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    I would solve it this way: Shade higher mip map levels if out of focus (or out of view, occluded etc.). When it comes into focus (or view) interpolate the lower mip maps to fill the higher ones, and increase detail over time with a simple exponential average filter.
    I do it this way with my GI stuff and it works fine for this kind of low frequency data, but i don't know how it would work for the full image, especially for specular.

    The topic 'object space shading' is very broad. (I adopt the term over texture space shading because most people use it now after the Oxide talk.)
    I see those options:

    * Store just irradiance and combine with material when building the frame, or store radiance with material already applied?
    The former is surely better in this discussed foveated scenario, but also allows lower shading than texture resolution in general. With normal maps being the highest resolution texture usually, that's also quite a loss of detail. If you have denoising in mind however, it's the only option.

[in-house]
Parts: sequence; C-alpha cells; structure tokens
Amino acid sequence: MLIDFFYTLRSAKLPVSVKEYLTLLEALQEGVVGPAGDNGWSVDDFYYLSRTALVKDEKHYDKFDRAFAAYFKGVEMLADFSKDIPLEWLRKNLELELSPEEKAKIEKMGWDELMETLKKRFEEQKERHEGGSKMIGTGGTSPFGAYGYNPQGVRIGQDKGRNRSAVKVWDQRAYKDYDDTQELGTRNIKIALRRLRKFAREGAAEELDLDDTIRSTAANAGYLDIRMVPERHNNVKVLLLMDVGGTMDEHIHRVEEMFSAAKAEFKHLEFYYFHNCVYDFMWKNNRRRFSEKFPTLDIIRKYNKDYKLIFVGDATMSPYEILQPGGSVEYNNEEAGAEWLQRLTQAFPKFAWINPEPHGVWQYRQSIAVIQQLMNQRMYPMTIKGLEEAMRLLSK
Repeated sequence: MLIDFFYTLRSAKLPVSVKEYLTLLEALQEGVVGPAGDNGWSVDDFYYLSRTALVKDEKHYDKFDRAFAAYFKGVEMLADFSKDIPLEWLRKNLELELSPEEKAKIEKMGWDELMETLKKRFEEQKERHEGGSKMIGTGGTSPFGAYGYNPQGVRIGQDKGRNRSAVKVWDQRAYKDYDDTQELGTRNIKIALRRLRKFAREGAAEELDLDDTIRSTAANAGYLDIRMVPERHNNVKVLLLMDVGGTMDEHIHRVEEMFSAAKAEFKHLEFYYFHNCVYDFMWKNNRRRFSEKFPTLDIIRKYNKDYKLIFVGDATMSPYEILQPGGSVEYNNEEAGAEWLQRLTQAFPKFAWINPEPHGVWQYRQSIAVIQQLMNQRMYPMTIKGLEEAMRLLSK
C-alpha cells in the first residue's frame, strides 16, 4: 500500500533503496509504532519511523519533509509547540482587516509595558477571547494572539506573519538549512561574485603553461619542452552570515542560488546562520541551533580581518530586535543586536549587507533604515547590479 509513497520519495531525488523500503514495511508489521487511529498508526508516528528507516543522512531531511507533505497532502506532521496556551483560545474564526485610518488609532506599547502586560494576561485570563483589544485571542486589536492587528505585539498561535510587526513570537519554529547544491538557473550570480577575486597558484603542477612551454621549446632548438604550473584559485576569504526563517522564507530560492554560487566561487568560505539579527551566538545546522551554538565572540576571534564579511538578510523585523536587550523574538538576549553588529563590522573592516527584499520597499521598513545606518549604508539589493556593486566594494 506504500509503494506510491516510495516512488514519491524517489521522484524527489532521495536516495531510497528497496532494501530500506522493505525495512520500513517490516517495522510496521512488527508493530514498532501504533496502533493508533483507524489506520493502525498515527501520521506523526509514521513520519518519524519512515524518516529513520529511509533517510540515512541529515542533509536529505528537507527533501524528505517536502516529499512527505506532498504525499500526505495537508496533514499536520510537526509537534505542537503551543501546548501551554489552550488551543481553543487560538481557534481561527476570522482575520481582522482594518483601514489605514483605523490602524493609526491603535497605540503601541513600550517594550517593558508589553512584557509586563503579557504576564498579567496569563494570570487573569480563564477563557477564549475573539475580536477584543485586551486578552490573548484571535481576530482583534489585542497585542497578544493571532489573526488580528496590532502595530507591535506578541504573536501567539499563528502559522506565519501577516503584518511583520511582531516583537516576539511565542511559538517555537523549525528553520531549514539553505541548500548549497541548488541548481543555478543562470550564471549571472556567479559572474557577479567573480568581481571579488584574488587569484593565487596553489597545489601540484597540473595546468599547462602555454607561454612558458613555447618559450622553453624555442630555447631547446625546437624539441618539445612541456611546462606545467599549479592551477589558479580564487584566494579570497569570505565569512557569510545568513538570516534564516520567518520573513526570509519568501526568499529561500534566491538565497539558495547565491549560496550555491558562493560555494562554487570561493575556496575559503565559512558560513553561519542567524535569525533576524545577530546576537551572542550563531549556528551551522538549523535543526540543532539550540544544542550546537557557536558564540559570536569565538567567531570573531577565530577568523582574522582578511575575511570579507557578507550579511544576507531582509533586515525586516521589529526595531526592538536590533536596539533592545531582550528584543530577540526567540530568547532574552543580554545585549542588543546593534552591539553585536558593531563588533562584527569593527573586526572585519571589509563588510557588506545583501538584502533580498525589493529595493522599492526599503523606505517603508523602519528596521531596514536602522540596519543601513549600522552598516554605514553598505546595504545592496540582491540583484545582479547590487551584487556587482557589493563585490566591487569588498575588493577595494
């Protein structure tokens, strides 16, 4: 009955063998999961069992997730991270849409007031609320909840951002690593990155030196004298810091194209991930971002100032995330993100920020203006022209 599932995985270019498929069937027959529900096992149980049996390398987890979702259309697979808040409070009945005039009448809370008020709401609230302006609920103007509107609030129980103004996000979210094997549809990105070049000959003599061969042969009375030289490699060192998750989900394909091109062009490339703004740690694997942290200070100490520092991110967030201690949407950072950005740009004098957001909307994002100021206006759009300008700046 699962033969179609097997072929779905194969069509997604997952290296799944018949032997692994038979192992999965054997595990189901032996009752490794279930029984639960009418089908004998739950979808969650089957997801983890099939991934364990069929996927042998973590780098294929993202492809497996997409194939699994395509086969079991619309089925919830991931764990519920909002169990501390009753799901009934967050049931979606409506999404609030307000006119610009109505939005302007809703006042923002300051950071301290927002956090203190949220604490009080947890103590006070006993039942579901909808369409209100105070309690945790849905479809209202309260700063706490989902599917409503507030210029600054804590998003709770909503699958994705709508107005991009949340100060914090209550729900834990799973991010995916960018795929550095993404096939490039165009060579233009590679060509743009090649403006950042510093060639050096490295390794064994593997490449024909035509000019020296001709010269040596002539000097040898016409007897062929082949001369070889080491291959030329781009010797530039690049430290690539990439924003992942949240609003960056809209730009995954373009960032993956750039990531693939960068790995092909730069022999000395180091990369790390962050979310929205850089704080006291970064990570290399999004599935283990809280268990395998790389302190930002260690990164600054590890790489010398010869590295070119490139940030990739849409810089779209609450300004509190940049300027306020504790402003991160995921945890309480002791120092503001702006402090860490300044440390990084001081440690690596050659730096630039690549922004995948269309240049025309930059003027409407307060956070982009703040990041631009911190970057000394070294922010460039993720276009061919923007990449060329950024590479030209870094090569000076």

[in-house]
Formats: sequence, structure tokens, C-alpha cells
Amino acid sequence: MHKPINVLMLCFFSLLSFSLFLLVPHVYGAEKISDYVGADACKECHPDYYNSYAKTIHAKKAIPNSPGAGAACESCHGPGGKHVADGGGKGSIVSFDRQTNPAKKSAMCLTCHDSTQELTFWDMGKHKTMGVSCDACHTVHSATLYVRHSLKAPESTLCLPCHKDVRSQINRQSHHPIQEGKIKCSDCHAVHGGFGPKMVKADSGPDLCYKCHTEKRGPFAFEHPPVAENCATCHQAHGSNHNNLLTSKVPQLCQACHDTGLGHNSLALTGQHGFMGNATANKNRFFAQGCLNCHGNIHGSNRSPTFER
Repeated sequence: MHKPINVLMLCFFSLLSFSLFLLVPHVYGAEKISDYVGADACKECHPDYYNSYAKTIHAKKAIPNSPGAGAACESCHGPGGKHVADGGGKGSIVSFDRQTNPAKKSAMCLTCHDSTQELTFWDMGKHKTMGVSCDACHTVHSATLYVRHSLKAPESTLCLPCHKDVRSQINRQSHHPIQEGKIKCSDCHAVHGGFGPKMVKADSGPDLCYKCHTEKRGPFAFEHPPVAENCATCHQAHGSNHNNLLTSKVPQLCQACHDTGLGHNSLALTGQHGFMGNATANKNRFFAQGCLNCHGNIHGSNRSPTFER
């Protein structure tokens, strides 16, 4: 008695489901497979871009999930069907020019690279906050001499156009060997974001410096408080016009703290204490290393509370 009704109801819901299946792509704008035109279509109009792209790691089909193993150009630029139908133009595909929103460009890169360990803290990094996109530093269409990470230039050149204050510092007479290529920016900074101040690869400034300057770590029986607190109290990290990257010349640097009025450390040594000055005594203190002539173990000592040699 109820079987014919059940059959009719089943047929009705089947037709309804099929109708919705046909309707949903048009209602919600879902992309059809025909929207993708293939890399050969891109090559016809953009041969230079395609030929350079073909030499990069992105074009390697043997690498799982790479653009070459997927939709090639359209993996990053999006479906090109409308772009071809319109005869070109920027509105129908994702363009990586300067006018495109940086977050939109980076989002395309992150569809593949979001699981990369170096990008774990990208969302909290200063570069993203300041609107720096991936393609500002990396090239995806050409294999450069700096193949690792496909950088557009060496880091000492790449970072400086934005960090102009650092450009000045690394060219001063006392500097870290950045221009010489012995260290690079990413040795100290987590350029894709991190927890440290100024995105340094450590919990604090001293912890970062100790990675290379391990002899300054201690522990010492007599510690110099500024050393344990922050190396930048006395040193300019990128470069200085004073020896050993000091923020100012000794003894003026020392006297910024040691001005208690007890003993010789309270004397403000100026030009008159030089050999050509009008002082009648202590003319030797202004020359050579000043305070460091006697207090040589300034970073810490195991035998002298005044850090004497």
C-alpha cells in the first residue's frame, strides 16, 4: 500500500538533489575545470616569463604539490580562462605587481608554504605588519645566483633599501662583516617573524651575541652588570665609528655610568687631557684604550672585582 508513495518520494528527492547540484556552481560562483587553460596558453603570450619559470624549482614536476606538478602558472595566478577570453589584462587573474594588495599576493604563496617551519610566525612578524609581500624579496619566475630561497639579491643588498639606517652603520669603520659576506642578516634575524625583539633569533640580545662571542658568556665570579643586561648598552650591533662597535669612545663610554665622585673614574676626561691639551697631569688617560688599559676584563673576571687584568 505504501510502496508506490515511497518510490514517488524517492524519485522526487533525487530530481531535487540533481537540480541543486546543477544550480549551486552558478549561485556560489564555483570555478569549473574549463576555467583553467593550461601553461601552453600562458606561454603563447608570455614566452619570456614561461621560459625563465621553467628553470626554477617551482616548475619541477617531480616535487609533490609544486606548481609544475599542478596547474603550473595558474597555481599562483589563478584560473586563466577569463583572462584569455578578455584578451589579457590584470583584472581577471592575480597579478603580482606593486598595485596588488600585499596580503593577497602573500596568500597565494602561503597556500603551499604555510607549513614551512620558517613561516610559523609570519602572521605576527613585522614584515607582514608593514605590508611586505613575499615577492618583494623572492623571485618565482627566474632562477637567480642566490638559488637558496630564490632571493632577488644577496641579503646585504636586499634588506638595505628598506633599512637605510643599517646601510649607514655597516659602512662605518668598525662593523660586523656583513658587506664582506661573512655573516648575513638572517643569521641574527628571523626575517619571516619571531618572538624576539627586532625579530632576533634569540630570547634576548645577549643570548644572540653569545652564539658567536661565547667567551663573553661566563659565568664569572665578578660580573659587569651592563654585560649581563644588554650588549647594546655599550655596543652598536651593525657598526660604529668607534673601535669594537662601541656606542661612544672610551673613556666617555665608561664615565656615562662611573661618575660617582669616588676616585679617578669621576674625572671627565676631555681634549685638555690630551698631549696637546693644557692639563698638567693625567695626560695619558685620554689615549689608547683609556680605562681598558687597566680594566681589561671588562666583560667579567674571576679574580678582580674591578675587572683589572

* Store just the stuff in frustum, or store the full environment around the camera?
    I think the former is the usual assumption, e.g. in Sebbis overview given here some time back, leading to a guess of 1.3 times the shading area.
    But the latter could still use less LOD on the cameras back. The information would be still guaranteed to be there if requested.
    The latter also becomes more interesting if shading is really expensive. It is what i have in mind when i talk about it, but the memory / shading requirement being maybe up to 8 times more makes it so unattractive.

    * Store just the diffuse term, or diffuse and specular?
    Can specular be cached at all without looking bad? Using high res frustum model for specular and low res environment model for diffuse?
    Gains complexity, but starts to make sense...

    This seperation also makes sense if we think about cloud gaming. For a multiplayer game the diffuse part could be shared, multiple servers could calculate accurate GI more easily.